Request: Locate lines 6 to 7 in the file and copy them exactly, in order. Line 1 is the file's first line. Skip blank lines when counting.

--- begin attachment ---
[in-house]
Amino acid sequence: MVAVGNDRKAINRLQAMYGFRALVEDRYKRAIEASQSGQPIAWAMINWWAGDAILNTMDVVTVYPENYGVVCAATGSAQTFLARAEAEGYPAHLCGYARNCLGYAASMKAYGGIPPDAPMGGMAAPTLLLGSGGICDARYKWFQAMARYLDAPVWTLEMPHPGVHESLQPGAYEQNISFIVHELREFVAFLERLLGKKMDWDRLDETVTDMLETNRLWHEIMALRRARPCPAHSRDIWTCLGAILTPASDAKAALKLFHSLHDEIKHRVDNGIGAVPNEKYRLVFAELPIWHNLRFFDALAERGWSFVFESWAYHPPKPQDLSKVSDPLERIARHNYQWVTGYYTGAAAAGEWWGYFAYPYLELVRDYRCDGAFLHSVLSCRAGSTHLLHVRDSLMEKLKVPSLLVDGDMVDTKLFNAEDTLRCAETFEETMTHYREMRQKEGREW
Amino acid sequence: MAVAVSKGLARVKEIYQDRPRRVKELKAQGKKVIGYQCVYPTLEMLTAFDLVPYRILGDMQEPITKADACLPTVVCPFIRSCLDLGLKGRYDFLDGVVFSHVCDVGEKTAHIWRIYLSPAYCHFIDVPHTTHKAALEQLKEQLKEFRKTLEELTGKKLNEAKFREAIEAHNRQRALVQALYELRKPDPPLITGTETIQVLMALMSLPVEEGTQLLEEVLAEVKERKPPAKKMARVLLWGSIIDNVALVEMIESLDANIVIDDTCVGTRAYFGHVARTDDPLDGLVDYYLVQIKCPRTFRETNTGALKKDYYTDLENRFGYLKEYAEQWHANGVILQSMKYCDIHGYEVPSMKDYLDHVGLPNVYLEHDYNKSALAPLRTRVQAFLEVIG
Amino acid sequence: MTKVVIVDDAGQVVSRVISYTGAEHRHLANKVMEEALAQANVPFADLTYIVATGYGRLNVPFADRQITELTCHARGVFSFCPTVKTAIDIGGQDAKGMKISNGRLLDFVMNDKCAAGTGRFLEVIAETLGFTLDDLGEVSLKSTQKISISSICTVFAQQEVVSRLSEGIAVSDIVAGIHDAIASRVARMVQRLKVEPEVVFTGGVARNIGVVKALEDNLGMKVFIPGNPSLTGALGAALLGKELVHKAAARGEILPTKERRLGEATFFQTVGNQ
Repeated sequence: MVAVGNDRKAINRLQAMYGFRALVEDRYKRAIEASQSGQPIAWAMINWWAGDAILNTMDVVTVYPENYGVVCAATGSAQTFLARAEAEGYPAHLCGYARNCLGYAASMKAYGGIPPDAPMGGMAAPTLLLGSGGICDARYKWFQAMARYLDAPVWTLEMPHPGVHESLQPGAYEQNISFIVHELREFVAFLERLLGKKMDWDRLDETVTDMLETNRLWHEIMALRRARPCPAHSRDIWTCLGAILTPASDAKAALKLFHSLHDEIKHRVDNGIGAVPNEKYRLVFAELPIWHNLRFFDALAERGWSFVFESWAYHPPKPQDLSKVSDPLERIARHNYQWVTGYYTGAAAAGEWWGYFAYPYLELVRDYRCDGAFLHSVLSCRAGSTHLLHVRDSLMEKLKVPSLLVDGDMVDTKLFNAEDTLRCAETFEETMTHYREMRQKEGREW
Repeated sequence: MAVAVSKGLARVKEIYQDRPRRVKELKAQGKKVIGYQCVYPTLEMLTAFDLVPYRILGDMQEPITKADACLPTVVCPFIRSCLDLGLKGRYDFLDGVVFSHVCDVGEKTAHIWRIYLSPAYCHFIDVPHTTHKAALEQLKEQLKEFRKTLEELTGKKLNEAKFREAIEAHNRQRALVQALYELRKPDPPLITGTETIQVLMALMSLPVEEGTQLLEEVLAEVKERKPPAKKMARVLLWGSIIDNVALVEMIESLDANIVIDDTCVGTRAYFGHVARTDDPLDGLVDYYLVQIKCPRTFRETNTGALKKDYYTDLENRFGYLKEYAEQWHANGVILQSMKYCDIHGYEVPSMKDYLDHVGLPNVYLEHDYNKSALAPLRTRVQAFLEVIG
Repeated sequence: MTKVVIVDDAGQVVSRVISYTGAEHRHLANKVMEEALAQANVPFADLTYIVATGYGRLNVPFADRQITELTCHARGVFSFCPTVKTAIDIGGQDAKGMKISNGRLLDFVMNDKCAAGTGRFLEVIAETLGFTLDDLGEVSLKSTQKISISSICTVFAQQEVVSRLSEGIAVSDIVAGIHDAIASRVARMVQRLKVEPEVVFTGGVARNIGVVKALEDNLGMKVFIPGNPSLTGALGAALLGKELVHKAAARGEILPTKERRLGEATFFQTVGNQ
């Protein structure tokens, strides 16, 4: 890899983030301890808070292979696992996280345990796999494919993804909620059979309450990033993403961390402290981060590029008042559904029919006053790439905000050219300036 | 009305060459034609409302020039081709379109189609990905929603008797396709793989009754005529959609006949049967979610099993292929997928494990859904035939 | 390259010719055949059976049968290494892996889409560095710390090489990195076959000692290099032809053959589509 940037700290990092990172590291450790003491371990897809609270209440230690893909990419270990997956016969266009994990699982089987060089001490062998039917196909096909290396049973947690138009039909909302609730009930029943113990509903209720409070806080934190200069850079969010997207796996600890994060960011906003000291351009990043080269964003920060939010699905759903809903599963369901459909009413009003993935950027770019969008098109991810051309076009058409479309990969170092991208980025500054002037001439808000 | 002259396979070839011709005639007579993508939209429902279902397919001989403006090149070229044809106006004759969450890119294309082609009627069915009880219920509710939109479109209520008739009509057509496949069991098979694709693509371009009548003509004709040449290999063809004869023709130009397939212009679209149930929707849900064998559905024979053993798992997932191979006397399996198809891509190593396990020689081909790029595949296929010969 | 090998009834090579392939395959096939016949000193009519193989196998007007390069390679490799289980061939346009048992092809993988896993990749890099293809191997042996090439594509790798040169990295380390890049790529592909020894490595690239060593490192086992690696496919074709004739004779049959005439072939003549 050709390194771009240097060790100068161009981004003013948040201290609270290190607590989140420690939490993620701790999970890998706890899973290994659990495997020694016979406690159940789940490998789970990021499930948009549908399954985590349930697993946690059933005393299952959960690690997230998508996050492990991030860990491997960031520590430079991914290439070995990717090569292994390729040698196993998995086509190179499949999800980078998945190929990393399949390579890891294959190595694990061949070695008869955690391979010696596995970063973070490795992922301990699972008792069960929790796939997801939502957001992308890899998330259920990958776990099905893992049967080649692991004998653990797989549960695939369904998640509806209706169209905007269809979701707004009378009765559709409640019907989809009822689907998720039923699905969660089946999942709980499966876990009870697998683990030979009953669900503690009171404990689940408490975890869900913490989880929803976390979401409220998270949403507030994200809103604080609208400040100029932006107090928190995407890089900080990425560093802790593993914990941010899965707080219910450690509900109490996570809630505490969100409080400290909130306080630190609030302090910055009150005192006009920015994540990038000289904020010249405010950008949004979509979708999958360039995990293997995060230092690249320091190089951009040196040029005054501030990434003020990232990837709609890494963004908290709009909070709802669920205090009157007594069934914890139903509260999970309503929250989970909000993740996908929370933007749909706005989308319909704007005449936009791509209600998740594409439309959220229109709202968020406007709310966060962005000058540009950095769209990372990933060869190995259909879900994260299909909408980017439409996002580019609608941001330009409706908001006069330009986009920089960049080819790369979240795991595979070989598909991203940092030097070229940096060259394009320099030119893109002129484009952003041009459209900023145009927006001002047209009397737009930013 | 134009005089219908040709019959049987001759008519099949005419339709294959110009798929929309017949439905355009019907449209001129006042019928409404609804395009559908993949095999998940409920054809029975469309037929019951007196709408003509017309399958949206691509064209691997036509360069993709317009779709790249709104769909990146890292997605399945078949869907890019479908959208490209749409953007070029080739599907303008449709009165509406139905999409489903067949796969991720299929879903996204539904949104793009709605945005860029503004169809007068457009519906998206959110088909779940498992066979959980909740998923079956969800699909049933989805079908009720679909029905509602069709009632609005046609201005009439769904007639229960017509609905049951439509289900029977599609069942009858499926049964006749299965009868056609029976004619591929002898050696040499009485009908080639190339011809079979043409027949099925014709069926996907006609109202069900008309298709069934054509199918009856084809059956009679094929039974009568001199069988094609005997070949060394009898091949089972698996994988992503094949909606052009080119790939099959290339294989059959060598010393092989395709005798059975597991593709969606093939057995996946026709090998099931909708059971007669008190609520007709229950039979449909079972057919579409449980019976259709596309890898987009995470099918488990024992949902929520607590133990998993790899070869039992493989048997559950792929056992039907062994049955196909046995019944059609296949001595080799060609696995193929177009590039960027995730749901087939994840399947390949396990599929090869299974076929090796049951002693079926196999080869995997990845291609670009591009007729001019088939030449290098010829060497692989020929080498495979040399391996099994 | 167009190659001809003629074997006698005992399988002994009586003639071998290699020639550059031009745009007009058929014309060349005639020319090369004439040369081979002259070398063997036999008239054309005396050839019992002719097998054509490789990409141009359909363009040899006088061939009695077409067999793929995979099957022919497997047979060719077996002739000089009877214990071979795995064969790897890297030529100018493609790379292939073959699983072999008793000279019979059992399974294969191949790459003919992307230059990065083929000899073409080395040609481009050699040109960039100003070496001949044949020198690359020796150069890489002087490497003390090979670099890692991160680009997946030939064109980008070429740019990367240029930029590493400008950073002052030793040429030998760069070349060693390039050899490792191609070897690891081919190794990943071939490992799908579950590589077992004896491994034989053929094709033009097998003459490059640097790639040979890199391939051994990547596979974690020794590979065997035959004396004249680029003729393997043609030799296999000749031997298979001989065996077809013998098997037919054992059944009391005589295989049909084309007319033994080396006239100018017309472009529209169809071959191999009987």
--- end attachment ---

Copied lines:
Repeated sequence: MAVAVSKGLARVKEIYQDRPRRVKELKAQGKKVIGYQCVYPTLEMLTAFDLVPYRILGDMQEPITKADACLPTVVCPFIRSCLDLGLKGRYDFLDGVVFSHVCDVGEKTAHIWRIYLSPAYCHFIDVPHTTHKAALEQLKEQLKEFRKTLEELTGKKLNEAKFREAIEAHNRQRALVQALYELRKPDPPLITGTETIQVLMALMSLPVEEGTQLLEEVLAEVKERKPPAKKMARVLLWGSIIDNVALVEMIESLDANIVIDDTCVGTRAYFGHVARTDDPLDGLVDYYLVQIKCPRTFRETNTGALKKDYYTDLENRFGYLKEYAEQWHANGVILQSMKYCDIHGYEVPSMKDYLDHVGLPNVYLEHDYNKSALAPLRTRVQAFLEVIG
Repeated sequence: MTKVVIVDDAGQVVSRVISYTGAEHRHLANKVMEEALAQANVPFADLTYIVATGYGRLNVPFADRQITELTCHARGVFSFCPTVKTAIDIGGQDAKGMKISNGRLLDFVMNDKCAAGTGRFLEVIAETLGFTLDDLGEVSLKSTQKISISSICTVFAQQEVVSRLSEGIAVSDIVAGIHDAIASRVARMVQRLKVEPEVVFTGGVARNIGVVKALEDNLGMKVFIPGNPSLTGALGAALLGKELVHKAAARGEILPTKERRLGEATFFQTVGNQ